Fri. Aug 19th, 2022
Brussels, 3 August 2022
See question(s) : E-001606/2022
Answer given by Mr Hahn
on behalf of the European Commission
The European Commission takes very seriously its responsibility to promote more sustainable forms of transport, especially in light of the commitment contained in the Commission’s communication on a European Green Deal1 of no net emissions of greenhouse gases by 2050. Regarding EU-funded projects, the specific rules for determining eligibility of travel costs are defined by the granting authority in the relevant call for proposals, based on the appropriate legal basis.
The recent experience of implementing directly managed programmes during the pandemic has highlighted the successful way in which online meetings and events can replace physical ones, but has also highlighted the shortcomings. This experience will be taken into account by authorising officers when defining the eligibility rules in future calls for proposals under direct management.
In the view of the Commission, it would not be possible or desirable to impose horizontal travel rules across the breadth of EU-funded projects, as authorising officers require discretion in setting the necessary eligibility rules for travel in order to achieve the objectives of the programme. Notwithstanding this, in 2021 the Commission decided that, when reimbursing travel costs in directly managed programmes using unit costs, the authorising officer can accommodate travel by rail or bus as an alternative to air travel3.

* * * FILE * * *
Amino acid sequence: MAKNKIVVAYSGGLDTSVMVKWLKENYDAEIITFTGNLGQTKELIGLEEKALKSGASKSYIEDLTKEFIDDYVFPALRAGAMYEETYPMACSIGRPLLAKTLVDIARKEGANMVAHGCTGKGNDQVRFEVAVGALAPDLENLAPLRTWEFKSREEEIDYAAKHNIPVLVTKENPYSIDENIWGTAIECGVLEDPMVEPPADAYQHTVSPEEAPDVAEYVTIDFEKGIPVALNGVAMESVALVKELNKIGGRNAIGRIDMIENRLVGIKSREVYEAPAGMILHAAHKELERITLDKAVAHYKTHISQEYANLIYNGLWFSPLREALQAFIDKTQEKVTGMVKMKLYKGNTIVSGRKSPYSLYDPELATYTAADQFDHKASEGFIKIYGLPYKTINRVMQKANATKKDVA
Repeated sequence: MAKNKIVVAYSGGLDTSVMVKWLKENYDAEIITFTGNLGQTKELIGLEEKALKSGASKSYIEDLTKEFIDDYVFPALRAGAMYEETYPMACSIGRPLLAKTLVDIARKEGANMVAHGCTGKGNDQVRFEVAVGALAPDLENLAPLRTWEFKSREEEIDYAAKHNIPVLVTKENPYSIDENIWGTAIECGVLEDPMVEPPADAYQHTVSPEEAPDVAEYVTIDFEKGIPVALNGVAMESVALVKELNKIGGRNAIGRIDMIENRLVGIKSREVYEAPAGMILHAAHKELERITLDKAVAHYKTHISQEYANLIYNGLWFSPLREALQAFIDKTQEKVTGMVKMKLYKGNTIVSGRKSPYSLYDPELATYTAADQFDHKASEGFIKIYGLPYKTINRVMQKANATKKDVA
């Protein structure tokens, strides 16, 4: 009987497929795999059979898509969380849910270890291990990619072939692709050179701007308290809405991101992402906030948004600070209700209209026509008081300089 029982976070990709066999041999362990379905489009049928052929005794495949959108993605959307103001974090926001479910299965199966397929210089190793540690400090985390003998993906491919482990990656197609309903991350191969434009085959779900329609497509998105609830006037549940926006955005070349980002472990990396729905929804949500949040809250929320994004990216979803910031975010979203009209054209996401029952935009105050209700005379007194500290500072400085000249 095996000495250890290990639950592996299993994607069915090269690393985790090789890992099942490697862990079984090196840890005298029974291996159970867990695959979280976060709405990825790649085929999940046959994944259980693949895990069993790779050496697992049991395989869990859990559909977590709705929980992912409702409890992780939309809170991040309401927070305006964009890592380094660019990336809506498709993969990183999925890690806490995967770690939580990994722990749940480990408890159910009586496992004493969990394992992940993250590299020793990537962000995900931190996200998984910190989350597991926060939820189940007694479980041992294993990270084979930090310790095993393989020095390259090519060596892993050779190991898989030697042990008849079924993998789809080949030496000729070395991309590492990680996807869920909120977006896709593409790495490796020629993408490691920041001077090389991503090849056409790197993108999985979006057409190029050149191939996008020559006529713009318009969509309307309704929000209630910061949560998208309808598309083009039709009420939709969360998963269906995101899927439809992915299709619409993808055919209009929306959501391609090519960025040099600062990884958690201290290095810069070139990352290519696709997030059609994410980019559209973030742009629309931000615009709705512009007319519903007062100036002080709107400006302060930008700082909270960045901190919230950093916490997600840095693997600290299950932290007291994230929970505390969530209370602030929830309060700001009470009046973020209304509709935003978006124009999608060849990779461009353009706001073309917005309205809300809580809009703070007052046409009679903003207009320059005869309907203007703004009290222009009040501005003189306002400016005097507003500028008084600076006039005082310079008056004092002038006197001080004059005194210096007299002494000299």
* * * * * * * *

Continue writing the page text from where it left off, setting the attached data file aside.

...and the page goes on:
This provision has been rolled out with the new EU programmes under the 2021-2027 Multiannual Financial Framework (MFF) and will be re-evaluated during the course of 2023.
In addition, as set out in the Communication on greening the Commission4, internal guidelines have been issued to optimise the organisation of missions and prioritise sustainable travel modes so as to reduce emissions from staff and experts travel. This applies in the first instance to experts whose travel costs are borne by the Commission under its administrative budget (attending comitology and expert group meetings), but a similar approach should apply for all other external experts or speakers invited by the Commission to meetings, conferences or events, in particular when travel costs are financed by the Commission.
On a general note and with regard to administrative expenditure under MFF Heading seven, the Commission has reduced its mission cost budget line by 16.4% in 2022, and cut again by 15.6% in its proposal for the 2023 Draft Budget. We expect all the institutions to show the same ambition.

2 The Commission/Executive Agencies in direct management or Member-State authorities in shared
3 Commission Decision C(2021)35 authorising the use of unit costs for travel, accommodation and subsistence costs under an action or work programme under the 2021-2027 multi-annual financial framework.
4 C(2022) 2230 final, p. 11.